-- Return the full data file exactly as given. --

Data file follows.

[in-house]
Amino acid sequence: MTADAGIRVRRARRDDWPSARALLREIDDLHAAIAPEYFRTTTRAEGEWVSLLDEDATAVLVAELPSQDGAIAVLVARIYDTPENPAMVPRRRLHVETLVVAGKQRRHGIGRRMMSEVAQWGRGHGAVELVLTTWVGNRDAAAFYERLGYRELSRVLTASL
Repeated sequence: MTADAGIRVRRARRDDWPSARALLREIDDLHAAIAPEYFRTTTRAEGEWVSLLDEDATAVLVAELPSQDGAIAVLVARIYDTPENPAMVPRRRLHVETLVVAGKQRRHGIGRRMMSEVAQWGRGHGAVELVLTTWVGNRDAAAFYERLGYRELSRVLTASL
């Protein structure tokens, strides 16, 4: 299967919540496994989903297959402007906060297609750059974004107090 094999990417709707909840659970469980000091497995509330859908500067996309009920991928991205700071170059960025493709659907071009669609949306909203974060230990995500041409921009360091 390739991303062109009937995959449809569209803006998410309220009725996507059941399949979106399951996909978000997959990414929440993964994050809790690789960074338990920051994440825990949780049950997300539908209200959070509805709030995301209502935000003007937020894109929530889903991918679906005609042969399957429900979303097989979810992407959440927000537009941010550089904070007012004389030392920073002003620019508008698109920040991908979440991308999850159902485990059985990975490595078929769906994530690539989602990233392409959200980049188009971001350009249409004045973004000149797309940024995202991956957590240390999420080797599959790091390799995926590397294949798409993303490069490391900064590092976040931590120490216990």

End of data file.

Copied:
[in-house]
Amino acid sequence: MTADAGIRVRRARRDDWPSARALLREIDDLHAAIAPEYFRTTTRAEGEWVSLLDEDATAVLVAELPSQDGAIAVLVARIYDTPENPAMVPRRRLHVETLVVAGKQRRHGIGRRMMSEVAQWGRGHGAVELVLTTWVGNRDAAAFYERLGYRELSRVLTASL
Repeated sequence: MTADAGIRVRRARRDDWPSARALLREIDDLHAAIAPEYFRTTTRAEGEWVSLLDEDATAVLVAELPSQDGAIAVLVARIYDTPENPAMVPRRRLHVETLVVAGKQRRHGIGRRMMSEVAQWGRGHGAVELVLTTWVGNRDAAAFYERLGYRELSRVLTASL
């Protein structure tokens, strides 16, 4: 299967919540496994989903297959402007906060297609750059974004107090 094999990417709707909840659970469980000091497995509330859908500067996309009920991928991205700071170059960025493709659907071009669609949306909203974060230990995500041409921009360091 390739991303062109009937995959449809569209803006998410309220009725996507059941399949979106399951996909978000997959990414929440993964994050809790690789960074338990920051994440825990949780049950997300539908209200959070509805709030995301209502935000003007937020894109929530889903991918679906005609042969399957429900979303097989979810992407959440927000537009941010550089904070007012004389030392920073002003620019508008698109920040991908979440991308999850159902485990059985990975490595078929769906994530690539989602990233392409959200980049188009971001350009249409004045973004000149797309940024995202991956957590240390999420080797599959790091390799995926590397294949798409993303490069490391900064590092976040931590120490216990």